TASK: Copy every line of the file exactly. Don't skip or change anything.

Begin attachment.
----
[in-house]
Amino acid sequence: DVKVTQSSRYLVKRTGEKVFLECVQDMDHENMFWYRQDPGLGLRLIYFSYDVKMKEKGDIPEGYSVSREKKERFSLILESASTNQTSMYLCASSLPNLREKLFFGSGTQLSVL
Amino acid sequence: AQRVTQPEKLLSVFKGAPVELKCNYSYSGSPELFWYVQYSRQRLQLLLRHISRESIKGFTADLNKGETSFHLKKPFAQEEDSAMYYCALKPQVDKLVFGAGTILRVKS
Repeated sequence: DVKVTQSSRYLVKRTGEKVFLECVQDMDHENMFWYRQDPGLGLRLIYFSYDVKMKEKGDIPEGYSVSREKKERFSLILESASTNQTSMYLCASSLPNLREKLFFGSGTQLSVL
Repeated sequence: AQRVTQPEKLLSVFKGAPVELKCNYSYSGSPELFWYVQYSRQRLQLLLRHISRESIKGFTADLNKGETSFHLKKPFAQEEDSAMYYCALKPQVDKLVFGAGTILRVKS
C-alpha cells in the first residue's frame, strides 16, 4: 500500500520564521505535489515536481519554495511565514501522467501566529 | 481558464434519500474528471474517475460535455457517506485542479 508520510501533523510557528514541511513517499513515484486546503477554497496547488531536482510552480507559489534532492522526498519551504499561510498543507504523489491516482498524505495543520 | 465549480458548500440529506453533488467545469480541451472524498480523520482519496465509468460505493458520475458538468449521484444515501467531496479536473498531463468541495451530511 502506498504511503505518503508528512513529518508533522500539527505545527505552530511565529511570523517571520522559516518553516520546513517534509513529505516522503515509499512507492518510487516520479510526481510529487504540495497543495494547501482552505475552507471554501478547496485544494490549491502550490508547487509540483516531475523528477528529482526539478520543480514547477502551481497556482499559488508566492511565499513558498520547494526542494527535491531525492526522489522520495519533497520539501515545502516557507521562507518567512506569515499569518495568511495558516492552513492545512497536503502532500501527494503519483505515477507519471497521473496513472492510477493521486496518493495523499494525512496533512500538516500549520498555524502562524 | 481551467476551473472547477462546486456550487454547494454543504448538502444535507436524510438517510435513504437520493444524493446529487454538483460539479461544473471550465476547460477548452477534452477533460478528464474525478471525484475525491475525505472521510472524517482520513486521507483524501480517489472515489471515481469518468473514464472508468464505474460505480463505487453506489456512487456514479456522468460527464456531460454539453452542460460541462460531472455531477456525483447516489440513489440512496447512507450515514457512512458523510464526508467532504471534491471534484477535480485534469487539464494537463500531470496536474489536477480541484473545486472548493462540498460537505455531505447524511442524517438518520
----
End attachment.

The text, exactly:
[in-house]
Amino acid sequence: DVKVTQSSRYLVKRTGEKVFLECVQDMDHENMFWYRQDPGLGLRLIYFSYDVKMKEKGDIPEGYSVSREKKERFSLILESASTNQTSMYLCASSLPNLREKLFFGSGTQLSVL
Amino acid sequence: AQRVTQPEKLLSVFKGAPVELKCNYSYSGSPELFWYVQYSRQRLQLLLRHISRESIKGFTADLNKGETSFHLKKPFAQEEDSAMYYCALKPQVDKLVFGAGTILRVKS
Repeated sequence: DVKVTQSSRYLVKRTGEKVFLECVQDMDHENMFWYRQDPGLGLRLIYFSYDVKMKEKGDIPEGYSVSREKKERFSLILESASTNQTSMYLCASSLPNLREKLFFGSGTQLSVL
Repeated sequence: AQRVTQPEKLLSVFKGAPVELKCNYSYSGSPELFWYVQYSRQRLQLLLRHISRESIKGFTADLNKGETSFHLKKPFAQEEDSAMYYCALKPQVDKLVFGAGTILRVKS
C-alpha cells in the first residue's frame, strides 16, 4: 500500500520564521505535489515536481519554495511565514501522467501566529 | 481558464434519500474528471474517475460535455457517506485542479 508520510501533523510557528514541511513517499513515484486546503477554497496547488531536482510552480507559489534532492522526498519551504499561510498543507504523489491516482498524505495543520 | 465549480458548500440529506453533488467545469480541451472524498480523520482519496465509468460505493458520475458538468449521484444515501467531496479536473498531463468541495451530511 502506498504511503505518503508528512513529518508533522500539527505545527505552530511565529511570523517571520522559516518553516520546513517534509513529505516522503515509499512507492518510487516520479510526481510529487504540495497543495494547501482552505475552507471554501478547496485544494490549491502550490508547487509540483516531475523528477528529482526539478520543480514547477502551481497556482499559488508566492511565499513558498520547494526542494527535491531525492526522489522520495519533497520539501515545502516557507521562507518567512506569515499569518495568511495558516492552513492545512497536503502532500501527494503519483505515477507519471497521473496513472492510477493521486496518493495523499494525512496533512500538516500549520498555524502562524 | 481551467476551473472547477462546486456550487454547494454543504448538502444535507436524510438517510435513504437520493444524493446529487454538483460539479461544473471550465476547460477548452477534452477533460478528464474525478471525484475525491475525505472521510472524517482520513486521507483524501480517489472515489471515481469518468473514464472508468464505474460505480463505487453506489456512487456514479456522468460527464456531460454539453452542460460541462460531472455531477456525483447516489440513489440512496447512507450515514457512512458523510464526508467532504471534491471534484477535480485534469487539464494537463500531470496536474489536477480541484473545486472548493462540498460537505455531505447524511442524517438518520